Working conditions in the early 20th century how were the factory owners able to staff their new factories?



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WORKING CONDITIONS IN THE EARLY 20th CENTURY

1. How were the factory owners able to staff their new factories?

2. Describe the living conditions of many factory workers and new immigrants.

3. What were some of the hardships faced by the factory workers?

4. Why did owners hire women and children to work in the factories?
The years between 1900 and 1910 saw the output of Canadian industries more than double and the creation of many jobs in the factories. However, working conditions in the early 20th century were very harsh. Because of the introduction of electricity, newer and even faster machines were developed to increase productivity. This in turn created even more demand for a cheap labour force.

Conditions around 1900 existed to provide this ready work force. Fewer workers were needed on farms because of improved farming methods. This resulted in many workers moving into the cities to look for jobs in factories. In addition, thousands of immigrants arrived in Canada looking to own farms. However, most immigrants could not afford the supplies needed to set up a farm and were forced to move to the cities in search of jobs.


The rapid increase in the population of the cities meant that there was not enough available housing, often resulting in slum-like conditions. Sometimes whole families were forced to live in single rooms under terrible conditions. There was a lack of safe drinking water, inadequate sanitation, and high levels of sickness.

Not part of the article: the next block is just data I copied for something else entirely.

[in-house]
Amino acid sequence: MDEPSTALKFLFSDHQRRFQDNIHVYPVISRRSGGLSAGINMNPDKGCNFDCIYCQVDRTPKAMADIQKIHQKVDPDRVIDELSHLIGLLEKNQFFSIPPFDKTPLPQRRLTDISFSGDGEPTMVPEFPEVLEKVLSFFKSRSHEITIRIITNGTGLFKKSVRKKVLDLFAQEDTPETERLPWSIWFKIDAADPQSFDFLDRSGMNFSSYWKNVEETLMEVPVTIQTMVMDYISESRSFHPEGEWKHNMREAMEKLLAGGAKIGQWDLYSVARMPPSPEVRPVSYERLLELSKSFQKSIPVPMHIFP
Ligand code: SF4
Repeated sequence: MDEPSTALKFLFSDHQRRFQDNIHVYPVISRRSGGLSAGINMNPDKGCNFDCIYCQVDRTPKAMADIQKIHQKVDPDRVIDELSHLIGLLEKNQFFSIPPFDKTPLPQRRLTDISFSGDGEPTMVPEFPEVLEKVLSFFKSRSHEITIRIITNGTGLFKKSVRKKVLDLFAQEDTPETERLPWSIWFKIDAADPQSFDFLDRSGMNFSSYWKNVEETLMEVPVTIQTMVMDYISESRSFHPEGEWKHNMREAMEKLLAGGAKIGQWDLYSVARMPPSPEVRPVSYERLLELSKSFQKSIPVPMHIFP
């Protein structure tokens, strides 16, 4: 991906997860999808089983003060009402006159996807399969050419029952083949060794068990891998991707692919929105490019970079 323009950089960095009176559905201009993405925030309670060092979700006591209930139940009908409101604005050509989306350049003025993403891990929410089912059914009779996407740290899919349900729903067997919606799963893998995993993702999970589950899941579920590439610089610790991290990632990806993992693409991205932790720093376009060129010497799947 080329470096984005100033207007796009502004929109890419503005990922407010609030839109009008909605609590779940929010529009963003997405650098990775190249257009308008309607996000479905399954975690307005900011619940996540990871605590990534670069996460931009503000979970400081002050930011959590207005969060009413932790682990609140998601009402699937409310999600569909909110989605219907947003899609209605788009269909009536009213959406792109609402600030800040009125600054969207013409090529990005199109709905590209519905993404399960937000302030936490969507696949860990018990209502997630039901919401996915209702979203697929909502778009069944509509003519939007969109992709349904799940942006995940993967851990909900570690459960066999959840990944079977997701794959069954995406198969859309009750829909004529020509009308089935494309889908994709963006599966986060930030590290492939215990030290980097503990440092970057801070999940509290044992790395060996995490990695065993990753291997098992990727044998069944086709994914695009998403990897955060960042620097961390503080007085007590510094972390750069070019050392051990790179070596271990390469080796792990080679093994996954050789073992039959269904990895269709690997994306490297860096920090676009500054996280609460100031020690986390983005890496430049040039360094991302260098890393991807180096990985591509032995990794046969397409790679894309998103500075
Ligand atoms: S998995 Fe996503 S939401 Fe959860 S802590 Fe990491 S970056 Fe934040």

By contrast, the owners of the factories were usually well off. There was a huge disparity between the lives of the rich and the poor. The rich lived in large, spacious houses and could afford the new luxuries that were available such as washing machines, bicycles, and vacuum cleaners. The factory owners enjoyed these luxuries because of profits made by the efforts of their workers, while the welfare of the workers was frequently ignored.
As a result, the conditions in most factories were very harsh. Workers were paid low wages and worked very long hours: It was not uncommon for a person to work for 12 to 14 hours a day. The factories were often dark, poorly ventilated, unheated, and unsafe. The machines were developed for efficiency, not safety, and there was no compensation for people who were injured or maimed at work.
Women and children who had formerly remained at home also sought work in these harsh conditions to support the family. Women were paid less than men and children were paid even less than women. It was not uncommon for children as young as six to be forced to work under the same conditions as the adults. Children were often treated very poorly and could be beaten for making mistakes. Fines were handed out for things such as talking too much on the job, working too slowly, or getting too many drinks of water.


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